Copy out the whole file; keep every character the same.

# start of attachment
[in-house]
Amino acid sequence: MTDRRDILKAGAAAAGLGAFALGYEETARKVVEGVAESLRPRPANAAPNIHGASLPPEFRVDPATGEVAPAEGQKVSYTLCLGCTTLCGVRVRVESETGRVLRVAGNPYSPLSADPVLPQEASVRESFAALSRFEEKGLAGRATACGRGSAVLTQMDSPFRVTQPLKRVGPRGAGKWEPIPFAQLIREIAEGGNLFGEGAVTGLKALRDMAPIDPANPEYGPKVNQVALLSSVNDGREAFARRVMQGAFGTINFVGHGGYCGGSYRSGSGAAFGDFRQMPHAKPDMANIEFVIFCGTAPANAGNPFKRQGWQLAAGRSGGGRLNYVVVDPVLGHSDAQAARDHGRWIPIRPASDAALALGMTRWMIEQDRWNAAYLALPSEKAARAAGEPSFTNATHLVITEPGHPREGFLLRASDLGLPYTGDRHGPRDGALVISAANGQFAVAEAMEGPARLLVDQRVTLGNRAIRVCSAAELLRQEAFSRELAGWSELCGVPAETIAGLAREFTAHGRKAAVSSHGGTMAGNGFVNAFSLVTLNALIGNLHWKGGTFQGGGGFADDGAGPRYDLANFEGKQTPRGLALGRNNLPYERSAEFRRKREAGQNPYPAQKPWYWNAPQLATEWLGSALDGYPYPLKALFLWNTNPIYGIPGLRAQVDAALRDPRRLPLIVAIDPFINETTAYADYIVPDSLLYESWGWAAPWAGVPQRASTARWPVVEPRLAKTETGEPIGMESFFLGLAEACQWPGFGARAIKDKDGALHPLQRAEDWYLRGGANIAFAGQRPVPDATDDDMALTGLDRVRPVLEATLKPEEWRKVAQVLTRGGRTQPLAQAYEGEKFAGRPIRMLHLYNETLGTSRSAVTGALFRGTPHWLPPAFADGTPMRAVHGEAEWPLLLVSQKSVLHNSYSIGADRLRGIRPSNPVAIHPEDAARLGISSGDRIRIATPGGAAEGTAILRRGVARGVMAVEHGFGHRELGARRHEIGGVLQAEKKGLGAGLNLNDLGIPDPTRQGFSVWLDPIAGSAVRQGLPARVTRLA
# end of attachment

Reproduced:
[in-house]
Amino acid sequence: MTDRRDILKAGAAAAGLGAFALGYEETARKVVEGVAESLRPRPANAAPNIHGASLPPEFRVDPATGEVAPAEGQKVSYTLCLGCTTLCGVRVRVESETGRVLRVAGNPYSPLSADPVLPQEASVRESFAALSRFEEKGLAGRATACGRGSAVLTQMDSPFRVTQPLKRVGPRGAGKWEPIPFAQLIREIAEGGNLFGEGAVTGLKALRDMAPIDPANPEYGPKVNQVALLSSVNDGREAFARRVMQGAFGTINFVGHGGYCGGSYRSGSGAAFGDFRQMPHAKPDMANIEFVIFCGTAPANAGNPFKRQGWQLAAGRSGGGRLNYVVVDPVLGHSDAQAARDHGRWIPIRPASDAALALGMTRWMIEQDRWNAAYLALPSEKAARAAGEPSFTNATHLVITEPGHPREGFLLRASDLGLPYTGDRHGPRDGALVISAANGQFAVAEAMEGPARLLVDQRVTLGNRAIRVCSAAELLRQEAFSRELAGWSELCGVPAETIAGLAREFTAHGRKAAVSSHGGTMAGNGFVNAFSLVTLNALIGNLHWKGGTFQGGGGFADDGAGPRYDLANFEGKQTPRGLALGRNNLPYERSAEFRRKREAGQNPYPAQKPWYWNAPQLATEWLGSALDGYPYPLKALFLWNTNPIYGIPGLRAQVDAALRDPRRLPLIVAIDPFINETTAYADYIVPDSLLYESWGWAAPWAGVPQRASTARWPVVEPRLAKTETGEPIGMESFFLGLAEACQWPGFGARAIKDKDGALHPLQRAEDWYLRGGANIAFAGQRPVPDATDDDMALTGLDRVRPVLEATLKPEEWRKVAQVLTRGGRTQPLAQAYEGEKFAGRPIRMLHLYNETLGTSRSAVTGALFRGTPHWLPPAFADGTPMRAVHGEAEWPLLLVSQKSVLHNSYSIGADRLRGIRPSNPVAIHPEDAARLGISSGDRIRIATPGGAAEGTAILRRGVARGVMAVEHGFGHRELGARRHEIGGVLQAEKKGLGAGLNLNDLGIPDPTRQGFSVWLDPIAGSAVRQGLPARVTRLA